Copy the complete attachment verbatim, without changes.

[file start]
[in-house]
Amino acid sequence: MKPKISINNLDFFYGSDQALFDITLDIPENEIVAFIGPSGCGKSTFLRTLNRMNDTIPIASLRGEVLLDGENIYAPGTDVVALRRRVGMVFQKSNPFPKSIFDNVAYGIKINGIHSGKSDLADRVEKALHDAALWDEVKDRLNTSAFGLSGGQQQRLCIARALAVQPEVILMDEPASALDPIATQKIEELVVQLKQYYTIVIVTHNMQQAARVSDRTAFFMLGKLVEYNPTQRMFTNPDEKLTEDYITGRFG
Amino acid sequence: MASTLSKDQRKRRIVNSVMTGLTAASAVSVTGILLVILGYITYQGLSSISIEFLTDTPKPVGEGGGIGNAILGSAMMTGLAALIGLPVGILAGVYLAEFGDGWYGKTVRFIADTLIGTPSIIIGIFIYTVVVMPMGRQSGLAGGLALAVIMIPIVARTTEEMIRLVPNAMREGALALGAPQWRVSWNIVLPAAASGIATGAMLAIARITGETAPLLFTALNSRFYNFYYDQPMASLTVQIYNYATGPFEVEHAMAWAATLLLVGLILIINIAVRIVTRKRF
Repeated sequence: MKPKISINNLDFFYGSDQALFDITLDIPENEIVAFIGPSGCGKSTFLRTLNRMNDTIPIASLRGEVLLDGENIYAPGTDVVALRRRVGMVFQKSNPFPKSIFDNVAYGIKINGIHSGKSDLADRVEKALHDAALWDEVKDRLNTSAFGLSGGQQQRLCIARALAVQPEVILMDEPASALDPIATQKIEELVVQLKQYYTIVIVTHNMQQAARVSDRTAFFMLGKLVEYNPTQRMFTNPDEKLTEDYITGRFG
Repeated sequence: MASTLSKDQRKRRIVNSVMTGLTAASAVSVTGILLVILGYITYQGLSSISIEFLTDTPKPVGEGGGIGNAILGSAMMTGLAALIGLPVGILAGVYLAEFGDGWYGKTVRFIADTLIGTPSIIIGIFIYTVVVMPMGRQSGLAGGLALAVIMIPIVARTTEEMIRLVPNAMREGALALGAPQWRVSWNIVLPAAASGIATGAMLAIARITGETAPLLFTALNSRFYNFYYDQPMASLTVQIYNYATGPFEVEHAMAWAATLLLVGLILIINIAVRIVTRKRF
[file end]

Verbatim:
[in-house]
Amino acid sequence: MKPKISINNLDFFYGSDQALFDITLDIPENEIVAFIGPSGCGKSTFLRTLNRMNDTIPIASLRGEVLLDGENIYAPGTDVVALRRRVGMVFQKSNPFPKSIFDNVAYGIKINGIHSGKSDLADRVEKALHDAALWDEVKDRLNTSAFGLSGGQQQRLCIARALAVQPEVILMDEPASALDPIATQKIEELVVQLKQYYTIVIVTHNMQQAARVSDRTAFFMLGKLVEYNPTQRMFTNPDEKLTEDYITGRFG
Amino acid sequence: MASTLSKDQRKRRIVNSVMTGLTAASAVSVTGILLVILGYITYQGLSSISIEFLTDTPKPVGEGGGIGNAILGSAMMTGLAALIGLPVGILAGVYLAEFGDGWYGKTVRFIADTLIGTPSIIIGIFIYTVVVMPMGRQSGLAGGLALAVIMIPIVARTTEEMIRLVPNAMREGALALGAPQWRVSWNIVLPAAASGIATGAMLAIARITGETAPLLFTALNSRFYNFYYDQPMASLTVQIYNYATGPFEVEHAMAWAATLLLVGLILIINIAVRIVTRKRF
Repeated sequence: MKPKISINNLDFFYGSDQALFDITLDIPENEIVAFIGPSGCGKSTFLRTLNRMNDTIPIASLRGEVLLDGENIYAPGTDVVALRRRVGMVFQKSNPFPKSIFDNVAYGIKINGIHSGKSDLADRVEKALHDAALWDEVKDRLNTSAFGLSGGQQQRLCIARALAVQPEVILMDEPASALDPIATQKIEELVVQLKQYYTIVIVTHNMQQAARVSDRTAFFMLGKLVEYNPTQRMFTNPDEKLTEDYITGRFG
Repeated sequence: MASTLSKDQRKRRIVNSVMTGLTAASAVSVTGILLVILGYITYQGLSSISIEFLTDTPKPVGEGGGIGNAILGSAMMTGLAALIGLPVGILAGVYLAEFGDGWYGKTVRFIADTLIGTPSIIIGIFIYTVVVMPMGRQSGLAGGLALAVIMIPIVARTTEEMIRLVPNAMREGALALGAPQWRVSWNIVLPAAASGIATGAMLAIARITGETAPLLFTALNSRFYNFYYDQPMASLTVQIYNYATGPFEVEHAMAWAATLLLVGLILIINIAVRIVTRKRF